the test being less than one. Table 3 gives the recommended design local pier scour depths for the
proposed piers. Table 3 also gives estimates of local pier scour depths for a 500 year storm.

Drawings of the model piers are given in Figures 1-3. Photographs of the model piers
prior to start of the test are shown in Figures 4 and 5. Figures 6 8 are photographs of the local
scour after the 26 hour test. The test was designed to provide a conservative estimate of the
maximum local scour that will occur the design storm event. An outline of some of the steps
taken to insure that the scour depths are conservative are given in the appendix.

Table 1. Environmental Parameters.

Bridge: Hallandale Beach Boulevard Bridge over the Intracoastal Waterway in Hallandale,
Broward County, Florida. Both existing and replacement bridges are Bascule type
bridges. Separate piers for east and west bound lanes with slight skew to the
channel.
General: The piers consist of 16 (4 ft diameter) circular piles as shown in Figures 1 and 3.
The bottom of the waterline pile cap is located 12.2 ft above the unscoured bed for
the pier in the deepest water. The piers for the east and west bound lanes are in
close proximity to each other with a slight skew to the flow (9.4) as shown in
Figures 1 and 2. The purpose of these scale model flume tests is to provide design
local scour depths for these structures. The median sediment diameter, D50, and
standard deviation, c, of the sediment used in the flume tests were 0.165 mm and
1.29 respectively.
Scale: Water Water Depth Average Computed Critical Flow Duration
Depth: Temperature: Velocity (U): Depth Average Skew of Test:
Velocity (Uc): Angle:
1 : 48 5.8" 31.80 C 0.80 ft/sec 0.86 ft/sec 9.4 26 hr














Table 2. Measured and Extrapolated Model Scour Results.


Table 3. Predicted Local Scour Depths For Prototype Structures.


Maximum Scour Depth Measured
at the End of the 26 Hour Test: 3.77 in 9.58 cm
Maximum Equilibrium Scour Depths:
(Corrections made for duration (1.02) and
velocity (1.018)) 4.27 in 10.84 cm


Pier: English Metric
No. 2 Near Station 23 + 80
100 year water depth = 22.1 ft (6.74 m) 17.1 ft 5.21 m
No. 2 Near Station 23 + 80
500 year water depth = 28.1 ft (8.57 m) 20.1 ft 6.13 m
No. 3 Near Station 24 + 14
100 year water depth = 3.4 ft (1.04 m) 7.9 ft 2.41 m
No. 3 Near Station 24 + 14
500 year water depth = 9.4 ft (2.87 m) 16.3 ft 4.97 m








14.56'


3 @ 4.10'

0 0 0 0



0 0 0 0


0 0 0 0




0 0 0 0


*-0.47'
-0.19'




0








0.93'

r-0.19'


L_~- K"tl t


Prototype
100-yeor Surge
Water Level
+6.4'
0,84'


0.19'


Prototype
Sond Bed
Elevotion -
15.7' -7


Sond.
Bed


Flume Bottom


Figure 1. Hallandale Bridge Pier Model.


1.63'


3.06'


13.5'


I,


////////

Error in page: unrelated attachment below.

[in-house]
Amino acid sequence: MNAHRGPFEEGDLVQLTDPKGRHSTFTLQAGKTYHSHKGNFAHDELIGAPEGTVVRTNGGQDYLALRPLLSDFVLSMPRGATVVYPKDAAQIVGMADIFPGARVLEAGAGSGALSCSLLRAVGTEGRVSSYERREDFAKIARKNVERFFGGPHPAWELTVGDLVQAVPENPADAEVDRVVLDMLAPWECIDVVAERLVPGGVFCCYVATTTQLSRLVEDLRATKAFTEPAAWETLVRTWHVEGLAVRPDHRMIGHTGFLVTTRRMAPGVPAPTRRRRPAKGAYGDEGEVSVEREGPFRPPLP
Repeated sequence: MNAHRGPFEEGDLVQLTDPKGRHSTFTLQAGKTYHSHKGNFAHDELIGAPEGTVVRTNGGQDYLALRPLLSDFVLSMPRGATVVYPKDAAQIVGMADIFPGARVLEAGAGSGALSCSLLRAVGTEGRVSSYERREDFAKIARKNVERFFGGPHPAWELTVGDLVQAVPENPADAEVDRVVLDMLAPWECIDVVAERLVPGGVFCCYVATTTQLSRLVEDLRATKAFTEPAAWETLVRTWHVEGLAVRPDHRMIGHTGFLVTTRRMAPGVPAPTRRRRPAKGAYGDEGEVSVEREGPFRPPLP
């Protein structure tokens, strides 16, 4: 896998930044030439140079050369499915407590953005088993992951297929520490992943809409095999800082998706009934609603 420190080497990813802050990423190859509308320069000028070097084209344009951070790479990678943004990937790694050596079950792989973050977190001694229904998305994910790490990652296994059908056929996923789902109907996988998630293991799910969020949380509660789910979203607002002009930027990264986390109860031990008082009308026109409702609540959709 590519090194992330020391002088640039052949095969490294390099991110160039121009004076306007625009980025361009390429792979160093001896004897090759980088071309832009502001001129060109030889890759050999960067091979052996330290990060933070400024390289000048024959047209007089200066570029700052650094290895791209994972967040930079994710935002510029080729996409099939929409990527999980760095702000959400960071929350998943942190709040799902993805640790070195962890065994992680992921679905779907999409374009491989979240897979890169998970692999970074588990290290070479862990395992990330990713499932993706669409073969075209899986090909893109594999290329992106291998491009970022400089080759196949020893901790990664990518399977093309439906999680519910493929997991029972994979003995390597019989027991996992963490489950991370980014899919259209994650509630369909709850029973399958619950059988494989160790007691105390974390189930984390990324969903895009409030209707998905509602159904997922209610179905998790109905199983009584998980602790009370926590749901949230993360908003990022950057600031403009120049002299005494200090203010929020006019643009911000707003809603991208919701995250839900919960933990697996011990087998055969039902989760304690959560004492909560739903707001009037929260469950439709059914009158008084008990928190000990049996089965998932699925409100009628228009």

SKEW ANGLE
9.40140

/-


2.676'


FLOW


Figure 2. Plan View of Hallandale Bridge Piers for East and West Bound Lanes.


Figure 3. Isometric View of Hallandale Bridge Piers.



























Figure 4. View of Model Piers from Upstream Prior to Test.


Figure 5. Close-up View of Model Piers Prior to Test.

































Figure 6. Upstream View of Local Scour after 26 Hour Test.


h S


Figure 7. Close-up View of Local Scour After 26 Hour Test.


-2;. .











--.--:3 .



low-~s


Figure 8. Close-up View of Local Scour After 26 Hour Test.






8


;iq

c







APPENDIX


Steps were taken in this test to produce a conservative value of design, local pier scour
depth. These include the following:

1. The test was conducted near transition from clear water to live bed scour conditions (and
the results extrapolated to transition, U/U, = 1). Flow velocities greater or less than
critical will produce smaller equilibrium scour depths.
2. The sediment grain size distribution used in the test area of the flume is very narrow with a
relatively small standard deviation, a (1.29). Researchers have shown that with all other
conditions being the same, local scour depths increase with increasing uniformity of grain
size.
3. The 26 hour duration of these tests is sufficiently long to minimize errors in extrapolating
the results to equilibrium conditions.
4. Predicted one in one hundred year (storm return interval) water elevation for the site was
used to determine the water depth for this test even though peak velocities occur at water
elevations less than the maximum value. In general, equilibrium scour depths increase
with water depth up to a depth equal a structure diameter to water depth ratio of about
three.
5. The scour producing event is assumed to be of sufficient duration that equilibrium scour
depths are achieved. It is the author's opinion that the duration of most storm events in
Florida is not sufficient to create equilibrium scour depths, even on the leading edge of a
pier structure and certainly not in the interior or near the down stream end.
6. For large, complex, multiple pile structures the variation in the equilibrium scour depth
near the structure can be significant. However, until this phenomena is better understood
and predictable, we recommend that the maximum scour depth be used throughout the
structure. This, along with the above items, results in a conservative estimate of design
local pier scour depth.